4. Jennifer Cramblett, a lesbian, sued the baby clinic who had inseminated her because they had mistakenly impregnated her with a black man’s sperm, calling it a “wrongful birth” (see https://www.cbsnews.com/…/wrongful-birth-white-woman…/).
5. In 2011, a Colorado mom was stuck with over $200,000 in medical bills. The mom of four, Carrie Mathews, signed a contract with the Bakoses, an Austrian couple, to act as their surrogate. After the baby was born, the Bakoses made off with the baby and stiffed Carrie of more than $14,000 that they’d promised to pay her upon delivery. What’s worse, the hospital, where the child was delivered, hit Carrie with a bill totaling $217,000 (see https://abcnews.go.com/…/surrogate-mom-stuck-with-a…).
6. In 2011, Kelley Crystal was implanted with two embryos from a couple seeking a child. One of the embryos implanted, but an ultrasound revealed several problems such as a cleft palate, a small head, a rare condition where many body organs are in the wrong place, and several life-threatening heart syndromes. Crystal was offered $10,000 by the donor couple to abort. She asked for $15,000, but they refused. Crystal then fled to Michigan, where the law gives legal custody rights to the woman who actually bears the fetus to term. (see https://www.telegraph.co.uk/…/US-surrogate-mother…)
7. A Michigan surrogate, Shelley Baker, delivered twins in 2009, and parents, Scott and Amy Kehoe, were ecstatic. However, after Ethan Paul and Bridget Lily were born, Baker discovered that Amy Kehoe had once been arrested for cocaine possession and had been diagnosed with a mental illness. Fearing for the children’s safety, Baker came and took the babies back, and Michigan law allowed her to keep them (see https://www.mlive.com/…/georgetown_township_couple_tel…).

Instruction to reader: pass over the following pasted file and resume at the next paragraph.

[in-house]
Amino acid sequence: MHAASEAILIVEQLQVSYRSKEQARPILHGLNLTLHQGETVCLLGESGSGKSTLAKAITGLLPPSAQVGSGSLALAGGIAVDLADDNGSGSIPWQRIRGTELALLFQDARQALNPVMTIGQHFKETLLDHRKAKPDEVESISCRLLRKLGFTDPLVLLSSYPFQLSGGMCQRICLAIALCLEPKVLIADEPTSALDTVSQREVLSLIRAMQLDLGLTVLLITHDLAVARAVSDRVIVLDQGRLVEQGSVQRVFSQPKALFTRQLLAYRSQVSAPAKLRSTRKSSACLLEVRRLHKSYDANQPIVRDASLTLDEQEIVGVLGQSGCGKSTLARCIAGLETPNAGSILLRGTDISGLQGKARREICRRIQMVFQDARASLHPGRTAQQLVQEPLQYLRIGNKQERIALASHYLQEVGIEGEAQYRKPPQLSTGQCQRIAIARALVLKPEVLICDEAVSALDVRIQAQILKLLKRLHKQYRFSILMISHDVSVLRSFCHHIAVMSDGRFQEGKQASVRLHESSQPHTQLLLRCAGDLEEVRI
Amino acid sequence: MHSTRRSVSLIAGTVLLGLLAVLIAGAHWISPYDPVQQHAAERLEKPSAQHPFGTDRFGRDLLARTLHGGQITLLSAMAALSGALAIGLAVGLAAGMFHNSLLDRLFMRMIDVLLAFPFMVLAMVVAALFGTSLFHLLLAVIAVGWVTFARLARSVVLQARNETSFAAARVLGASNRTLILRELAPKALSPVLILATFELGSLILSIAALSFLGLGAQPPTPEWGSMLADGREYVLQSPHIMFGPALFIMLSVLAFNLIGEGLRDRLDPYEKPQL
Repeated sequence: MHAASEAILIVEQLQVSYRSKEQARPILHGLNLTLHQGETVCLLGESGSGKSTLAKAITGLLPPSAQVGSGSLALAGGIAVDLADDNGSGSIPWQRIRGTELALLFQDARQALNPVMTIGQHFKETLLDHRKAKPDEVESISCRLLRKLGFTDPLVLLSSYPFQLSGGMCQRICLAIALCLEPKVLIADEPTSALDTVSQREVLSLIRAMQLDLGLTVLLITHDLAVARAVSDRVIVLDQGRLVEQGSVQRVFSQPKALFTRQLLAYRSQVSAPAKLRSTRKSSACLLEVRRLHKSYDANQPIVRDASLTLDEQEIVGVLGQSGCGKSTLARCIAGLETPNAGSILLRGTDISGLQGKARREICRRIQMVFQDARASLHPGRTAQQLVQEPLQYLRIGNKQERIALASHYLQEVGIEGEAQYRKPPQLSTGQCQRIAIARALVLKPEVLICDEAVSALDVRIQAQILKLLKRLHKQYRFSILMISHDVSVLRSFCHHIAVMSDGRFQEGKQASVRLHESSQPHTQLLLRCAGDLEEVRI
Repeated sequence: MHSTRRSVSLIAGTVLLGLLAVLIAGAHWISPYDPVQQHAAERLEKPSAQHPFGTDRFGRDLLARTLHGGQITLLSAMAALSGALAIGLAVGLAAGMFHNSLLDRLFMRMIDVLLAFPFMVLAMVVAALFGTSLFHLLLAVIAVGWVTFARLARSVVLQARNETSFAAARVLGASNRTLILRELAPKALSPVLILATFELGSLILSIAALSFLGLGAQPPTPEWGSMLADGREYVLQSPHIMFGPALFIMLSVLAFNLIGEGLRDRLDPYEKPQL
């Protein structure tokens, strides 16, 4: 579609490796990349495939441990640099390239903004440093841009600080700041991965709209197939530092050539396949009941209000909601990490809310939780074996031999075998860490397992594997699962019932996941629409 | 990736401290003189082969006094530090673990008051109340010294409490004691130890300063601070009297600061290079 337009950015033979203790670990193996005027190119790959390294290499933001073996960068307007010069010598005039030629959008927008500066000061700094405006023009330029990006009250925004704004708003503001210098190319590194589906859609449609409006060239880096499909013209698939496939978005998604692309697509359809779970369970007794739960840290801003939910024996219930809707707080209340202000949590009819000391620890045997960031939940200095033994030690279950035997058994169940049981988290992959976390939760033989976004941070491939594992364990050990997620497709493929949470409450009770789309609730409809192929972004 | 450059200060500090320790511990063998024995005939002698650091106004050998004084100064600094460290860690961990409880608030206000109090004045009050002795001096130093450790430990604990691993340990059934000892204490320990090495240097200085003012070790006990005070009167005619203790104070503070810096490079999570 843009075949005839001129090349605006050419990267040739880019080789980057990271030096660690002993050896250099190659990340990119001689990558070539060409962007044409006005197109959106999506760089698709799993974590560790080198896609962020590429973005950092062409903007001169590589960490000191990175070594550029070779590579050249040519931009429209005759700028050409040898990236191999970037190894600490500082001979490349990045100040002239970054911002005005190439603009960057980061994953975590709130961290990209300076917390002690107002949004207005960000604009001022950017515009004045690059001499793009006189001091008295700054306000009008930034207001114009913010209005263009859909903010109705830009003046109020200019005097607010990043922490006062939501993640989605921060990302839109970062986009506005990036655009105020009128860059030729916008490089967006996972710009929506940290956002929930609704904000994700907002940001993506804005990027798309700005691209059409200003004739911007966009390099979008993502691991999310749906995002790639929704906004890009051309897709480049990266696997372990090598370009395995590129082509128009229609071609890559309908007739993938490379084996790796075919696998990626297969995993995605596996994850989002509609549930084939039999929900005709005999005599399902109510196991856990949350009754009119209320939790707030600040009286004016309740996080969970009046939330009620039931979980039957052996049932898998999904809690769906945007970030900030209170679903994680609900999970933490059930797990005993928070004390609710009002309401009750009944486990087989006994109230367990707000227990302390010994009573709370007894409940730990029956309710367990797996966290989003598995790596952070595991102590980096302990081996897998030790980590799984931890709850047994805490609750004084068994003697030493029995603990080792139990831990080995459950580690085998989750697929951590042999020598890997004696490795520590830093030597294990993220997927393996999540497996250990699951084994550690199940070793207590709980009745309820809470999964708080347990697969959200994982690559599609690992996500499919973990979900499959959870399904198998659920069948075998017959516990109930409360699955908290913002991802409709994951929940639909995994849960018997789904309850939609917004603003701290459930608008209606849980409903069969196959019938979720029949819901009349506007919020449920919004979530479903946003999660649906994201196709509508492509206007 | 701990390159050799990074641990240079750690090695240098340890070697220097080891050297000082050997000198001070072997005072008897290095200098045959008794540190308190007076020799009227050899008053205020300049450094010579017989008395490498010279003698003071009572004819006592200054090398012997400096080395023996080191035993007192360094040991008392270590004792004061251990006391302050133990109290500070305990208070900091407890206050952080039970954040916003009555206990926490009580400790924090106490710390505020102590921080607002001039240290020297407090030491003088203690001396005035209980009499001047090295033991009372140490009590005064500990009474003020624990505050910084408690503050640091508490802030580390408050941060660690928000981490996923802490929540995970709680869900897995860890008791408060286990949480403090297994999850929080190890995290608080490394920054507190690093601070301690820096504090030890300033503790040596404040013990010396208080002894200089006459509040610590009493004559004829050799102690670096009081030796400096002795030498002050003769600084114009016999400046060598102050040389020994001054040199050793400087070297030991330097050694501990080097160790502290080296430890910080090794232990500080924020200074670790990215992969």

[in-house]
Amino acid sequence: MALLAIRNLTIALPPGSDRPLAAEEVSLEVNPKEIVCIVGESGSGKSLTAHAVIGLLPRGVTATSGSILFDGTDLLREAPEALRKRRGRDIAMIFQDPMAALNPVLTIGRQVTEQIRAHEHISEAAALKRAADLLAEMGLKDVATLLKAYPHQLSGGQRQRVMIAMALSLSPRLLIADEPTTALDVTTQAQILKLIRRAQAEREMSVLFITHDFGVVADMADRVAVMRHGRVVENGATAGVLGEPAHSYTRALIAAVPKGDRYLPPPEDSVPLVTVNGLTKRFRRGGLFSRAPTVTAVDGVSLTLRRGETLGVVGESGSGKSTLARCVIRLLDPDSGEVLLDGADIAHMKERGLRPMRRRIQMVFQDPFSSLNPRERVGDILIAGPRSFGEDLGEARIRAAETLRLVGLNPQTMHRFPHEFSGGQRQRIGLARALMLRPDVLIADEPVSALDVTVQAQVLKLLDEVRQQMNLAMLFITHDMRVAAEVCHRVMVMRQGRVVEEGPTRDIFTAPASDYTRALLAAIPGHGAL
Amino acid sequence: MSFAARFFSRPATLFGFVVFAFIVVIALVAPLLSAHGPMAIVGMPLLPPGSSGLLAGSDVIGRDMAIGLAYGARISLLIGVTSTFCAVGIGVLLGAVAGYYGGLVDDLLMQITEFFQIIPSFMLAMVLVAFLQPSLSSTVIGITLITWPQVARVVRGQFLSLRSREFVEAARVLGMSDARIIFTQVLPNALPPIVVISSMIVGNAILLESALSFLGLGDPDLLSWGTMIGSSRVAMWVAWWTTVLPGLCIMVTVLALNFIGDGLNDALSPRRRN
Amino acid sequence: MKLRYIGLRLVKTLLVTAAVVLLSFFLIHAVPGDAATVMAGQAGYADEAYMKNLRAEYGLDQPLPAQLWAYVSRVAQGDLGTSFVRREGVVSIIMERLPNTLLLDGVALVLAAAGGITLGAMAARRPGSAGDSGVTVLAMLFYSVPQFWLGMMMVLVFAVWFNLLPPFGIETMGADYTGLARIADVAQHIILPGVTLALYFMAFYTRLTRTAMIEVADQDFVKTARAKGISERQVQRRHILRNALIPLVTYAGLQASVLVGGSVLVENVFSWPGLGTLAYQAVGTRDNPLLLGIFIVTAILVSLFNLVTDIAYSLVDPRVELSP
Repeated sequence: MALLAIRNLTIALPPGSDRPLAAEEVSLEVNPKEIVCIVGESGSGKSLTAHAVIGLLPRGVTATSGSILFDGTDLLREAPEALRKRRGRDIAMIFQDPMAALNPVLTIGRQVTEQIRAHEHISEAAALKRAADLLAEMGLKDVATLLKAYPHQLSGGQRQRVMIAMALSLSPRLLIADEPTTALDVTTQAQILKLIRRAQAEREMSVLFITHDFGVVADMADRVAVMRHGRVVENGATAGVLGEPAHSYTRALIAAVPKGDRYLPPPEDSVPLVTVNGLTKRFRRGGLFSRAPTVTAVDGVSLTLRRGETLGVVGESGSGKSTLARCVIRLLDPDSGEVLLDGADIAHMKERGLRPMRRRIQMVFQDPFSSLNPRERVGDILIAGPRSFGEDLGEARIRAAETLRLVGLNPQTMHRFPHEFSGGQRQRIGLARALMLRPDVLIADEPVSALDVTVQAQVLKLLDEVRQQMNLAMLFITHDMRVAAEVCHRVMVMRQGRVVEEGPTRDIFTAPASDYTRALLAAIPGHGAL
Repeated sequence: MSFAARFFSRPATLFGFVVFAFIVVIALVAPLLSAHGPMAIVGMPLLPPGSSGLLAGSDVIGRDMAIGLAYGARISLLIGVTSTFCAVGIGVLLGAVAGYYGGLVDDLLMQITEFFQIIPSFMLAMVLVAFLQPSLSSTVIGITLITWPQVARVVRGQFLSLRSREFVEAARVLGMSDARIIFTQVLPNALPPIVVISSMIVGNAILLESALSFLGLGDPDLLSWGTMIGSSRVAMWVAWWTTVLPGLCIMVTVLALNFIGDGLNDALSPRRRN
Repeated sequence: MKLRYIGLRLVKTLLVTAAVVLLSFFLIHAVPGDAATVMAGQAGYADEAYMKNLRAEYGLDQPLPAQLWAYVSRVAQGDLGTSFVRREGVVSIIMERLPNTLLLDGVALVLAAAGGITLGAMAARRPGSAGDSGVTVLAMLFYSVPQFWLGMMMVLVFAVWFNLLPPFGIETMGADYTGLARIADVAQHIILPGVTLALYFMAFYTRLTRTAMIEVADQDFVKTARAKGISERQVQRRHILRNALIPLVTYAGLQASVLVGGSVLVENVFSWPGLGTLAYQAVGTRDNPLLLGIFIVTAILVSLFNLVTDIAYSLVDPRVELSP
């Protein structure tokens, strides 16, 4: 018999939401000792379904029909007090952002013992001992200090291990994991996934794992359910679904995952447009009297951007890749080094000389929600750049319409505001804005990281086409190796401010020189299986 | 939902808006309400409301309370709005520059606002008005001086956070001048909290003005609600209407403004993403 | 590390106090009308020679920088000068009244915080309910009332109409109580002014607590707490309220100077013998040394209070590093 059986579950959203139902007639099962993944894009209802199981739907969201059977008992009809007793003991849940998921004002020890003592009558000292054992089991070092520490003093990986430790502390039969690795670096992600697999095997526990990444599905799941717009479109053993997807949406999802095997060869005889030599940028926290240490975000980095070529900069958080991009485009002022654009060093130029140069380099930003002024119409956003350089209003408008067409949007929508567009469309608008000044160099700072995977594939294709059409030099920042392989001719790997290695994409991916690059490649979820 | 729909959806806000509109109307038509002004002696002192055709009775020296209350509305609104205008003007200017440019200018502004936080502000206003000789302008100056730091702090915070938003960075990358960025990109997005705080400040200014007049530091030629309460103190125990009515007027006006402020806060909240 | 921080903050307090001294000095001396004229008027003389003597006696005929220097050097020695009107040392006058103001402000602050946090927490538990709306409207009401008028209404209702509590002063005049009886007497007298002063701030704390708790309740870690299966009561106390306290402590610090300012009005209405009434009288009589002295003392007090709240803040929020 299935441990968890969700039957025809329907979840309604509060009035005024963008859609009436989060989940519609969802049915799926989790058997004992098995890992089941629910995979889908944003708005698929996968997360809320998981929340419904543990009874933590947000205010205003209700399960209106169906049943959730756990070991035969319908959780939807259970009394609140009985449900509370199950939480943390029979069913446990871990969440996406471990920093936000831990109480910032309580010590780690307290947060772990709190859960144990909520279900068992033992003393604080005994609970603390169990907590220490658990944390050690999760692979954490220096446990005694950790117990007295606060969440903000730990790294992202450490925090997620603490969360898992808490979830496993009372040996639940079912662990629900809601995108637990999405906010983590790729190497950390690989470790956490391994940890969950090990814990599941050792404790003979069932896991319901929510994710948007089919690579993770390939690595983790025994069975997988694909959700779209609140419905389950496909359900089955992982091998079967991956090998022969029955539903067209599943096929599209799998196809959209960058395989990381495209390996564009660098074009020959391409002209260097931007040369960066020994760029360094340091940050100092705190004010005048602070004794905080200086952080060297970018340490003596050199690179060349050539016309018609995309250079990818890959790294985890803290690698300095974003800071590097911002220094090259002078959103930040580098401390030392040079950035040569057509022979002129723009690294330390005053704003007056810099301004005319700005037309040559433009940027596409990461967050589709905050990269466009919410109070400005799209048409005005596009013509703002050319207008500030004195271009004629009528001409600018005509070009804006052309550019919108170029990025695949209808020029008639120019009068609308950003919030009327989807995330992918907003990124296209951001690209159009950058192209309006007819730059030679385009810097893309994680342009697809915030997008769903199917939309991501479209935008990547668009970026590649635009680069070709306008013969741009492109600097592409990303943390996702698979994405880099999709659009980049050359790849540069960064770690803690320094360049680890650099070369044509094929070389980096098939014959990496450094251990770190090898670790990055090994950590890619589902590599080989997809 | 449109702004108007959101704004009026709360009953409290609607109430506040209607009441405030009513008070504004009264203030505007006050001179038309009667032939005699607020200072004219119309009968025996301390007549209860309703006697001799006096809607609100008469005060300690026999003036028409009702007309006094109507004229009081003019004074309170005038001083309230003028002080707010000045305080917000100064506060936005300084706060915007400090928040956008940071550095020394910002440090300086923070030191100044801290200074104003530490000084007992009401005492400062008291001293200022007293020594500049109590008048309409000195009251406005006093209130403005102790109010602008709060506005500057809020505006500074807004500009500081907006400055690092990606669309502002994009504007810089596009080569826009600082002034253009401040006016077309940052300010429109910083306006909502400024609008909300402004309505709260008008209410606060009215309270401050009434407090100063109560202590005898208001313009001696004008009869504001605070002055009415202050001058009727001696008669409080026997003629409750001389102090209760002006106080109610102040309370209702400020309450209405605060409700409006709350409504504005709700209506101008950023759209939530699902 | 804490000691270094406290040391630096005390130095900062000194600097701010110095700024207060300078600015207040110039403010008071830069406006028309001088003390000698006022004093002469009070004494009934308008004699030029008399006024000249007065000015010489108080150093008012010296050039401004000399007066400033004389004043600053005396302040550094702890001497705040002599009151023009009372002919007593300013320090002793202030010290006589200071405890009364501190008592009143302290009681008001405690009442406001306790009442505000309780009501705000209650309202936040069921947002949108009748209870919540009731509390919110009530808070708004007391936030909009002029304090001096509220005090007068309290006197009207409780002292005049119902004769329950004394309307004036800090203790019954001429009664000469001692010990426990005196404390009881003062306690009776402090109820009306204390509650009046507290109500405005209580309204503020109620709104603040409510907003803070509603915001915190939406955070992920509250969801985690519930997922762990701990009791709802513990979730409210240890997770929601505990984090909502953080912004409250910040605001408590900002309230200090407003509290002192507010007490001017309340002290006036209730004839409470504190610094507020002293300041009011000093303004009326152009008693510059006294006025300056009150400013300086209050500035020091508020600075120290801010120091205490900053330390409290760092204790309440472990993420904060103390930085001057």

All of these cases should leave the reader really questioning the implications of surrogacy. As if these were not nightmare enough, consider the case I wrote about a few years ago:
Consider the consequences of the fertility scandal that occurred in May 1995 at the University of California, Irvine (UCI), Center for Reproductive Health. According to the front page of the Orange County Register, Drs. Asch and Balmeceda, world-renowned physicians and experts in the field of infertility, were accused of stealing eggs and embryos, and of deliberately switching eggs and embryos among patients. As court proceedings continued, it became clear that these doctors stole eggs and embryos from fertility patients and then sold them to unsuspecting infertile couples.
The result was genetic chaos. In some cases, fertility patients who were going through series after series of drugs and surgeries without success, discovered that their genetic child was born to another couple. Who, then, is the “real” parent? And should the court require the children be returned to their genetic parents, even after living for months(or even years in some cases) with other parents? (see Matters of Life and Death, 2004, Harrub et. al., p. 26).
Can you imagine trying to unscramble this horrendous mess? Who would be the legal parents? What rights would the child have?
By law, in the United States, medical procedures performed on humans must be performed under informed consent and must be in the patient’s best interest. This prevents humans from becoming “guinea pigs” in clinical research and ensures that patients know what is going on. Consider for a moment the case of surrogacy. The embryo cannot give informed consent.
What is God’s will in this situation?
So What is the Biblical Answer?